LONDON (AP) -- The truth - and the UFOs - may be out there, but nobody in the British military is listening anymore.
The Defense Ministry has quietly shut down its UFO hot line as a cost-cutting measure and will no longer investigate any sightings. Veterans of such investigations more worthy of "The X-Files" say it will end work on one of the biggest mysteries of all time.
No longer will Britons who think they've seen flying saucers be able to enlist the services of Her Majesty's armed forces.
This week's closing of the ministry's hot line and its e-mail account, as well as its statement that it "will no longer respond to reported UFO sightings or investigate them," has angered many Britons who believe such research is vital.
"I think it's a stupid thing to do because this could create a threat to national security," said Roy Lake, founder of the London UFO Studies group. "We take this quite seriously. We know that sometimes things can be explained as natural phenomena, but there could be that one thing that's not. I think the government knows damn well what's going on up there, and they're covering it up."
The hot line has been operating, on and off, since 1959. That's longer than "Doctor Who" - British TV's time-traveling, monster-fighting alien - has been on the airwaves.
The military is taking no position on the existence or nonexistence of UFOs but has concluded that in 50 years none of the more than 12,000 reported UFO sightings turned out to be a national security threat.
"None of the thousands of UFO sightings reported over the years have ever provided substantiated proof of the existence of extraterrestrials," a Ministry of Defense spokesman said, speaking on condition of anonymity in line with government policy. "There is no defense value in investigating UFO reports."
The spokesman said closing the UFO inquiry unit would save about 44,000 pounds ($73,000) a year and would not add to the security threats that Britain faces. He added that the money saved would be better spent helping British troops in Afghanistan.
He said no one has lost a job because of the closure of the UFO portfolio, which over the years had detailed sightings - including many with fanciful illustrations about purported alien encounters.
Some view the decision to end the hot line a sacrifice of mystery and romance in the name of cold financial logic.
Nick Pope, who helped the British military with its UFO inquiries for years, said the decision is wrongheaded.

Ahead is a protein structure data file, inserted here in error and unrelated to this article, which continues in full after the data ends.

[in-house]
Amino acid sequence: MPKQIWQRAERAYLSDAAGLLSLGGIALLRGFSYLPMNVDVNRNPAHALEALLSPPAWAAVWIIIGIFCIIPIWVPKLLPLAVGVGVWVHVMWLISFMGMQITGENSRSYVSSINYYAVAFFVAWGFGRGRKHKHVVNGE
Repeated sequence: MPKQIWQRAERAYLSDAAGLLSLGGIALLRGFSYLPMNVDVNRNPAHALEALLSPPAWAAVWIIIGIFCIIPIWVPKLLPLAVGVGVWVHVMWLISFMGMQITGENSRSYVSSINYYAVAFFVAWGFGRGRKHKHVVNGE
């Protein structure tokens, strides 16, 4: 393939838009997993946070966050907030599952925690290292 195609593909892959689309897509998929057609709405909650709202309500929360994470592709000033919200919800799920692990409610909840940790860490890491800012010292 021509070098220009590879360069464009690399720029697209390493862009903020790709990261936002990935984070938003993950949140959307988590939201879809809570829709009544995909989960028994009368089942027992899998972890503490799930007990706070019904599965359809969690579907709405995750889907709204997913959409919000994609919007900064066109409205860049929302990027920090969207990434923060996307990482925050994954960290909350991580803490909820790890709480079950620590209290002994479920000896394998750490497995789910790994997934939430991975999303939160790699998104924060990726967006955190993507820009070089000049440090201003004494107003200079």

"It's a great shame," he said. "This is the end of over 50 years of research and investigation into one of the biggest mysteries of our time."
Pope said the decision will also hurt British national security. He said that if commercial airline pilots and other experts no longer report suspicious activity, it will leave the country more vulnerable to terrorist activity and to espionage.
"That's one thing we learned in the 9/11 attacks, the threat of incoming aircraft with transponders turned off," he said.
In a 1996 lecture, famed British physicist Stephen Hawking discounted suggestions that UFOs "contain beings from outer space."
"I think any visits by aliens would be much more obvious and probably also much more unpleasant," he wrote, according to his Web site. "Meeting a more advanced civilization, at our present stage, might be a bit like the original inhabitants of America meeting Columbus. I don't think they were better off for it."
Hawking also said he prefers to think that "there are other forms of intelligent life out there, but that we have been overlooked," and he lamented the demise of federal funding for the U.S. SETI project that listened for any signals from alien civilizations.
The U.S. Air Force says it has not investigated UFO sightings since 1969, when it ended Project Blue Book, which examined more than 12,600 reported UFO sightings - including 700 that were never explained.
Canada still investigates UFO reports or any other "threat to the Canadian sovereignty," said Canadian Defense Ministry spokesman Capt. Rob Bungay.
Through the years, the British military's investigations generated thousands of pages of secret documents, many of which were recently released by the National Archives after they were declassified.
Some UFO sightings seemed credible, like a 1984 report by a number of air traffic controllers who said they saw an unidentified aircraft land at a small airport, then take off at tremendous speed. Others seemed to be made after a few too many pints at a local pub. A few people said they were abducted and offered sketches of the aliens.
The UFO document release made clear that the British military had devoted considerable resources to the question of extraterrestrial life.
The British public seems divided over whether the UFO inquiry unit was worth the time and money.
Andrew MacDonald, a Manchester planning and development officer, said it makes sense to end the program after a half-century of investigation proved fruitless.
"I don't believe in them," he said of visitors from outer space. "If the hot line has been in place for 50 years and nothing has been found, and we still don't know if anything dangerous exists, then it's about time we stopped looking."
But London event organizer Rachel Keane, 25, said the hot line was important.
"Who's to say there is nothing out there?" she said. "If there is, it's a bit scary that there is no one to call to inform them of what you've seen. I think someone is out there and we've got to be given a chance to report something strange if we see it."
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